Pratt Institute fine arts major Sally Pusede preparing frescoes for NMR measurements.  Courtesy of Eleonora Del Federico

In Michelangelo’s famed Sistine Chapel frescoes, the skies are a divine shade of blue, known as ultramarine. The pigment that produced this color prized was so highly by Medieval and Renaissance artists that it was worth more than its weight in gold.

Slowly but surely, however, the paint is fading. Ultramarine degrades slowly over time, and curators worry that someday the Madonnas captured in the world’s frescoes could end up wearing robes of grey.

Research being done at New York University and the Pratt Institute in Brooklyn, New York, is helping conservators understand how ultramarine goes from gleaming to drab. Eleonora Del Federico, a chemist at Pratt, decided to capitalize on her students’ interests by drafting them for research on the science of frescoes.

“My students who are art history or fine arts majors are perfect for this,” she said. “We produced the frescoes in the lab and then we aged them.”

Del Federico, along with Alexej Jerschow, a chemist at New York University, employed nuclear magnetic resonance (NMR), a technique that reveals the structure and geometry of molecules, to examine the accelerated “wear and tear” frescoes the students had created.

First, the researchers determined the concentration of color-forming pigments in the artwork. Their NMR analysis revealed that the frescoes subjected to fast-forward degradation lost their blue color as the pigment structure broke apart.

According to Jerschow, the color-forming molecule, or “chromophore,” is composed of three sulfur atoms plus one electron. Under normal circumstances—or in a well-ventilated fresco—the chromophore remains trapped in a cage of aluminum and silicon atoms.

If the fresco is subjected to very humid or acidic conditions, however, the framework disintegrates.

“There is an aluminum bridged by oxygen to a silicon atom,” Jerschow said. “And so when the ultramarine framework breaks apart, some of these bonds are broken. Then color-forming molecules escape and degrade.”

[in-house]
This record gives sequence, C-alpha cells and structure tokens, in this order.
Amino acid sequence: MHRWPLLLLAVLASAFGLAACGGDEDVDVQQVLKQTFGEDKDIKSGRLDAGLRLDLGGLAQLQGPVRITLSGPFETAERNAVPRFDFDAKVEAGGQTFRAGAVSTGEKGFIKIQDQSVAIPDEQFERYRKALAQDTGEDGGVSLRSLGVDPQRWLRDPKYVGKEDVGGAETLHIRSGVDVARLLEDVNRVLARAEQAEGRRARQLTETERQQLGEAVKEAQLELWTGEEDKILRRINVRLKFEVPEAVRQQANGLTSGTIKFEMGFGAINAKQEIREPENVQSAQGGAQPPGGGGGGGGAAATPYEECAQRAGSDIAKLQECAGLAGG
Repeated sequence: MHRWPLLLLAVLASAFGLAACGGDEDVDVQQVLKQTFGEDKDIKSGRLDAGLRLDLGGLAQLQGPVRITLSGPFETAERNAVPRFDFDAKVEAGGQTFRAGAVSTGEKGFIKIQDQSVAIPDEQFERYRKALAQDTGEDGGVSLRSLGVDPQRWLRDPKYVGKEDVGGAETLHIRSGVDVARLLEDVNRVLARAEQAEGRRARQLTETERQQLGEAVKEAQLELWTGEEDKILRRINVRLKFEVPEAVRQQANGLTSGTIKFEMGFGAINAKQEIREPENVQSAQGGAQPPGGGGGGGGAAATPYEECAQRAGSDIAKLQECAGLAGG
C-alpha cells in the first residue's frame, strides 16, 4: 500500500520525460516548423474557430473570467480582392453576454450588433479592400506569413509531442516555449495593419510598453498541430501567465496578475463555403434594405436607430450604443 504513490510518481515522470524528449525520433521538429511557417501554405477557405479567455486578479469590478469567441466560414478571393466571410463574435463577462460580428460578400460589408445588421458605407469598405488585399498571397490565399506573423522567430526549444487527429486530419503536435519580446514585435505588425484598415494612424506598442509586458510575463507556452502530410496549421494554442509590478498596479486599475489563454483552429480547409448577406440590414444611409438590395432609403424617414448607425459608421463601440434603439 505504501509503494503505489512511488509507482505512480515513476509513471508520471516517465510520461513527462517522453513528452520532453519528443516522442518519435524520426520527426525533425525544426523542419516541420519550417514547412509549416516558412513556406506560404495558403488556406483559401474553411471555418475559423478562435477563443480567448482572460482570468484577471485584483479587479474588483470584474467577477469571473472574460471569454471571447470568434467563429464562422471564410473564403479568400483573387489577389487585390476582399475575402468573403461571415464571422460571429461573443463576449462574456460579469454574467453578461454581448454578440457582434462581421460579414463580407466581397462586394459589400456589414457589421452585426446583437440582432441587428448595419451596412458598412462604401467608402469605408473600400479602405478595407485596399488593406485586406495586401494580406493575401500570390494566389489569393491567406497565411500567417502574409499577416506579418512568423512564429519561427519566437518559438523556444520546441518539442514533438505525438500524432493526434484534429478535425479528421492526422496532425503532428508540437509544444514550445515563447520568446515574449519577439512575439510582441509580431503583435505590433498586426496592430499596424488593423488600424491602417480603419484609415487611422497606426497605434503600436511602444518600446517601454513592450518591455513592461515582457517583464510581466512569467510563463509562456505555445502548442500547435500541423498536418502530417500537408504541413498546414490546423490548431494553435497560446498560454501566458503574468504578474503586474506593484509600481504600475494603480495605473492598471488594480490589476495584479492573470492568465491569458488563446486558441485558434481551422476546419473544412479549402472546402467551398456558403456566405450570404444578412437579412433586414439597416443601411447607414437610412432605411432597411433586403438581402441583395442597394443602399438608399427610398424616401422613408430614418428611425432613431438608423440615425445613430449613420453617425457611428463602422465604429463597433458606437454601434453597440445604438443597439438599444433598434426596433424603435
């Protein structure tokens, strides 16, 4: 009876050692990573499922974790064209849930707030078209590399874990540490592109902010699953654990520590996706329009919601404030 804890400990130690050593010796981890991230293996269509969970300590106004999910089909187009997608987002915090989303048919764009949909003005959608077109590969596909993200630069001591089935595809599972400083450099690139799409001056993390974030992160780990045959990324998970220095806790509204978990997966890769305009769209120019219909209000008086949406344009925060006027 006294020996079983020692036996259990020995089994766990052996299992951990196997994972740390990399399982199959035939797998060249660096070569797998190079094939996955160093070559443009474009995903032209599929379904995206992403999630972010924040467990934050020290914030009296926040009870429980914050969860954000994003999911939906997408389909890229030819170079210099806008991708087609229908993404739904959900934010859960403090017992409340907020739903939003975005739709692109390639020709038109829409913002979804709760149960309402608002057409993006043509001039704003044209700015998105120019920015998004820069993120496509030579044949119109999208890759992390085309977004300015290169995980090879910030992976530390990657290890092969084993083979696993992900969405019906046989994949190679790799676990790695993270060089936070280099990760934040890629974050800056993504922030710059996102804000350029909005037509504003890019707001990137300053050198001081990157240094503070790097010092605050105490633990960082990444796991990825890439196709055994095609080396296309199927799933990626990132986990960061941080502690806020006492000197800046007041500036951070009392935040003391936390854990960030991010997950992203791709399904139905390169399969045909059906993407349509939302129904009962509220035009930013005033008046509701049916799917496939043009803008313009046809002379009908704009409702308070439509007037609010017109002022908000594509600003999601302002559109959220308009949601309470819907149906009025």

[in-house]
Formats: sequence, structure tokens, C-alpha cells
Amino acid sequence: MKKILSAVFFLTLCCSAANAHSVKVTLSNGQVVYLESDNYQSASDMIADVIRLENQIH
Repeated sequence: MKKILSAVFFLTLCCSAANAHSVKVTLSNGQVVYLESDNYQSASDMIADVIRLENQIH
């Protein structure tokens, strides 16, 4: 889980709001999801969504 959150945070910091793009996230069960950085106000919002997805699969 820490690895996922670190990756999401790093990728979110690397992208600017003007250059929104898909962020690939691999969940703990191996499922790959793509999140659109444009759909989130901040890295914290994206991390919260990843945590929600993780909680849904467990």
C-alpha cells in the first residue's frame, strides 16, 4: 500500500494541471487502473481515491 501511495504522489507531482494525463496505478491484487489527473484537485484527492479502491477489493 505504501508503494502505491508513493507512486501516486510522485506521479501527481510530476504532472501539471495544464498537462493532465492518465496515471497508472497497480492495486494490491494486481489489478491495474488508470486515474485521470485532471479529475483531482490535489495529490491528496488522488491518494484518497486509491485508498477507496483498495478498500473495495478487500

The research also revealed that frescoes fade rapidly when wet. Because Renaissance painters often dealt with humid weather, Del Federico believes that even a great master like Michelangelo would have had to go back and touch up his work.

“He seemed to have retouched it on top,” she said. “He wouldn’t have wanted to do it at all, but he may have had to because the paints had faded.”

Now that they have a better understanding of what goes on at the molecular levels of a fresco, Del Federico and Jerschow hope to take the project one step further by exploring whether the degradation can be prevented.

Coating the pigments with a material not susceptible to acidic or alkaline attack is one possibility, Jerschow said, admitting that “these ideas are very preliminary and we will have to bring more collaborators on board.”

The use of a portable NMR micro-spectrometer to analyze paintings is a relatively new development in art conservation. It exemplifies a larger movement to analyze artwork at the museum, without having to risk damage by moving it to a laboratory, said Giacomo Chiari, chief scientist at the Getty Museum Conservation Institute in Los Angeles. Later this year conservationists at New York’s Metropolitan Museum of Art will use NMR analysis to study the degradation of ink and paint on materials such as paper and parchment.

Originally published October 11, 2006

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